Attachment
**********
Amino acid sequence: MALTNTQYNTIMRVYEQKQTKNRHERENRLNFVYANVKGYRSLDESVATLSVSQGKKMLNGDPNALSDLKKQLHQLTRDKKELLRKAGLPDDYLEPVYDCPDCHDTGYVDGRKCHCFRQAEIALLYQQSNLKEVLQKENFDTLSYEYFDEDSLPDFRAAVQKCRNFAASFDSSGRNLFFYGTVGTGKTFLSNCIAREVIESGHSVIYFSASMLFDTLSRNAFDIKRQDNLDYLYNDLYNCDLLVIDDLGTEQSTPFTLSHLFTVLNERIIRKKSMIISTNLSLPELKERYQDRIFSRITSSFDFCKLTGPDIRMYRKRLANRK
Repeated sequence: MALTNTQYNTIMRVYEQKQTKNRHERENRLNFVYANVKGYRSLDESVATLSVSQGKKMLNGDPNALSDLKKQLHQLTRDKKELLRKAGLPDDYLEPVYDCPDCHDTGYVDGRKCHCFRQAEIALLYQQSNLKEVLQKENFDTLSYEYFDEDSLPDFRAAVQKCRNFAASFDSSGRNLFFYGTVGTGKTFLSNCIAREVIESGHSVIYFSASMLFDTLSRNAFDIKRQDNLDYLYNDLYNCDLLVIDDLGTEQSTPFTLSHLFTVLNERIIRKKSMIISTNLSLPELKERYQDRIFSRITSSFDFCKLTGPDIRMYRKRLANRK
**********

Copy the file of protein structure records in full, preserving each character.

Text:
Amino acid sequence: MALTNTQYNTIMRVYEQKQTKNRHERENRLNFVYANVKGYRSLDESVATLSVSQGKKMLNGDPNALSDLKKQLHQLTRDKKELLRKAGLPDDYLEPVYDCPDCHDTGYVDGRKCHCFRQAEIALLYQQSNLKEVLQKENFDTLSYEYFDEDSLPDFRAAVQKCRNFAASFDSSGRNLFFYGTVGTGKTFLSNCIAREVIESGHSVIYFSASMLFDTLSRNAFDIKRQDNLDYLYNDLYNCDLLVIDDLGTEQSTPFTLSHLFTVLNERIIRKKSMIISTNLSLPELKERYQDRIFSRITSSFDFCKLTGPDIRMYRKRLANRK
Repeated sequence: MALTNTQYNTIMRVYEQKQTKNRHERENRLNFVYANVKGYRSLDESVATLSVSQGKKMLNGDPNALSDLKKQLHQLTRDKKELLRKAGLPDDYLEPVYDCPDCHDTGYVDGRKCHCFRQAEIALLYQQSNLKEVLQKENFDTLSYEYFDEDSLPDFRAAVQKCRNFAASFDSSGRNLFFYGTVGTGKTFLSNCIAREVIESGHSVIYFSASMLFDTLSRNAFDIKRQDNLDYLYNDLYNCDLLVIDDLGTEQSTPFTLSHLFTVLNERIIRKKSMIISTNLSLPELKERYQDRIFSRITSSFDFCKLTGPDIRMYRKRLANRK